Now that he was playing again, Lienert-Brown said after enduring a frustrating year of injury, he wanted to go out on his terms and see how good he could be.
"I'm excited to be sticking around and playing for a franchise I love and a provincial team I love and striving to wear that black jersey.
"A strength of mine is my drive, and I've had a lot of time to think about things on the couch. I love playing rugby, and here in New Zealand, I'm as hungry as ever to see how good I can be.
Going overseas had not been a factor in his decision. His priority was to stay in New Zealand.
"I'm 28 and young enough to give it a good crack. You're competing with some of the best players in the world in New Zealand. I know overseas there're great players as well, but I love the challenge, and I wasn't ready to go and take the money. I want to compete here.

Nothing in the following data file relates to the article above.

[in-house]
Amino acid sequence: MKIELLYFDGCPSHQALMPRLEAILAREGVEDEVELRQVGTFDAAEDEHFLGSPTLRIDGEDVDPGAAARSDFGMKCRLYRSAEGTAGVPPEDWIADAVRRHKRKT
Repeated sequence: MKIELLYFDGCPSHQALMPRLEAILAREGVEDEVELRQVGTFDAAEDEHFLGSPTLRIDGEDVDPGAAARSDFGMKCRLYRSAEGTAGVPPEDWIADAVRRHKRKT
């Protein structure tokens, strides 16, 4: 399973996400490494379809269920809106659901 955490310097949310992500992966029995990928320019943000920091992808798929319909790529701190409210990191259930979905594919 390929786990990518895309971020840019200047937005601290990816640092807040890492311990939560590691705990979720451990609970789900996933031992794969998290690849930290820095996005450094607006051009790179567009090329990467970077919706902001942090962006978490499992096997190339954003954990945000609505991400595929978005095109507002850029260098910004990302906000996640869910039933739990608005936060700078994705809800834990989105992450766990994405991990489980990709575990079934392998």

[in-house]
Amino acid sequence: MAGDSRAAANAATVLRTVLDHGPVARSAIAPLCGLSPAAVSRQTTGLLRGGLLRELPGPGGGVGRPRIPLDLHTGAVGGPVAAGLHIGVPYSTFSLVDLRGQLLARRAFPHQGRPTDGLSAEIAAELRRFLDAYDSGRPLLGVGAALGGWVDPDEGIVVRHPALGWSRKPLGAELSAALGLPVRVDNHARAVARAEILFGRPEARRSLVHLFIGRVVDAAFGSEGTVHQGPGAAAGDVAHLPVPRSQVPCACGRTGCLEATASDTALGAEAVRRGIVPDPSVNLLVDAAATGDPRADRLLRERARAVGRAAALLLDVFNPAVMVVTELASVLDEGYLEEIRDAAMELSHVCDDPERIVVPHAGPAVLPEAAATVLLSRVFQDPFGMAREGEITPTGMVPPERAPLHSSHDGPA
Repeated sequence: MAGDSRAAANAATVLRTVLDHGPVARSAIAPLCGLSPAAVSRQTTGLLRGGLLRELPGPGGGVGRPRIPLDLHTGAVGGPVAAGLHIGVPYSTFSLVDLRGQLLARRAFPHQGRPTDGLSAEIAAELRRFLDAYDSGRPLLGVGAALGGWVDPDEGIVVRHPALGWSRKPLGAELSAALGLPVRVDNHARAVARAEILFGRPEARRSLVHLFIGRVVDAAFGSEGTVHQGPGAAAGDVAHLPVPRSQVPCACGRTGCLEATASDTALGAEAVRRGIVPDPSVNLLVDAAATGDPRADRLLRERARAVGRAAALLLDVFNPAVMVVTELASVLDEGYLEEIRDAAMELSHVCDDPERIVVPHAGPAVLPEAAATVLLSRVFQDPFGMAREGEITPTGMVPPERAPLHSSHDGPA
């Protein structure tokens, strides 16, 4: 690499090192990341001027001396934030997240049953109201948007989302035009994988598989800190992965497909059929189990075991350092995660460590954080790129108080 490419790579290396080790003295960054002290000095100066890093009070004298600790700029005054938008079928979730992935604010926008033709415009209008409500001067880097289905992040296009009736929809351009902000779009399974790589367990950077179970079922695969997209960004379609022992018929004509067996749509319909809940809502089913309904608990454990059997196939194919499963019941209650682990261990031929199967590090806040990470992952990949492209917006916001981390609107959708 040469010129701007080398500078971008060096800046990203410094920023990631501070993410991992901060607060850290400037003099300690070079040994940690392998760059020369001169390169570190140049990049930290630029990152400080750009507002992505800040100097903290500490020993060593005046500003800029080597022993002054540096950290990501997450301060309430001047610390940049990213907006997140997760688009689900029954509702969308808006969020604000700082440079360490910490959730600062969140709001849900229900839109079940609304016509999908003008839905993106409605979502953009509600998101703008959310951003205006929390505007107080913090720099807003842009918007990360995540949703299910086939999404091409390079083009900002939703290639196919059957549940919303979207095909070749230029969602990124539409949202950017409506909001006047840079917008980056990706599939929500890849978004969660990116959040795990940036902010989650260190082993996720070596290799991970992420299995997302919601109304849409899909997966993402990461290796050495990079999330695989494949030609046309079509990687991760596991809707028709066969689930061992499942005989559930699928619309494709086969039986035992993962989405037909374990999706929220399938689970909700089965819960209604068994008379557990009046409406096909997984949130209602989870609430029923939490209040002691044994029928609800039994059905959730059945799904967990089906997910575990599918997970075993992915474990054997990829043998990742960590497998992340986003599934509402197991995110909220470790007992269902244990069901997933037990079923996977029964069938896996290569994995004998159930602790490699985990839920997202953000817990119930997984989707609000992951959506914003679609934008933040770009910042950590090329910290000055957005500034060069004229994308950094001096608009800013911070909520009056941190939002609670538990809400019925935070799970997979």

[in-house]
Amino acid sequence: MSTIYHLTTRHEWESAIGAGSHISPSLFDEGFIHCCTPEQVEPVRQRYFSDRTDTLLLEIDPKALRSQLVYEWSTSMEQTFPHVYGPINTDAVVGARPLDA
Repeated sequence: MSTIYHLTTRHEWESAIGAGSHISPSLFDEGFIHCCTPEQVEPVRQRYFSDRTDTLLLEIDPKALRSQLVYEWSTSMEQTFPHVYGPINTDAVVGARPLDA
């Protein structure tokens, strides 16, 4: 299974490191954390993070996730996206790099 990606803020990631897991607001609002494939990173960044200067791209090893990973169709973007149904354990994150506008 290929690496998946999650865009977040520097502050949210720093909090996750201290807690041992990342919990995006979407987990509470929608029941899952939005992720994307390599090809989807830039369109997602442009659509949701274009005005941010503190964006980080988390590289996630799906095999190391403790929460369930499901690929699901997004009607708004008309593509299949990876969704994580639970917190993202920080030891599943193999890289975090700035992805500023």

"I know it's a hot battle for that position [midfield] and like I said, I'm hungry to give it my best crack. I totally respect all the players fighting for that jersey."
He has signed until 2026, a decision his agent told him to take. He is interested in making the next World Cup, but he would have time within his contract period to see where he was in his game.
Making this year's World Cup in France was a goal, and he knew he had to be at his to challenge for a place.
While his coach at New Zealand Under-20s level, Scott Robertson, would be taking over the All Blacks next year, Lienert-Brown said he didn't think their earlier relationship would be a factor in his selection chances.
That came down to how you were playing, he said.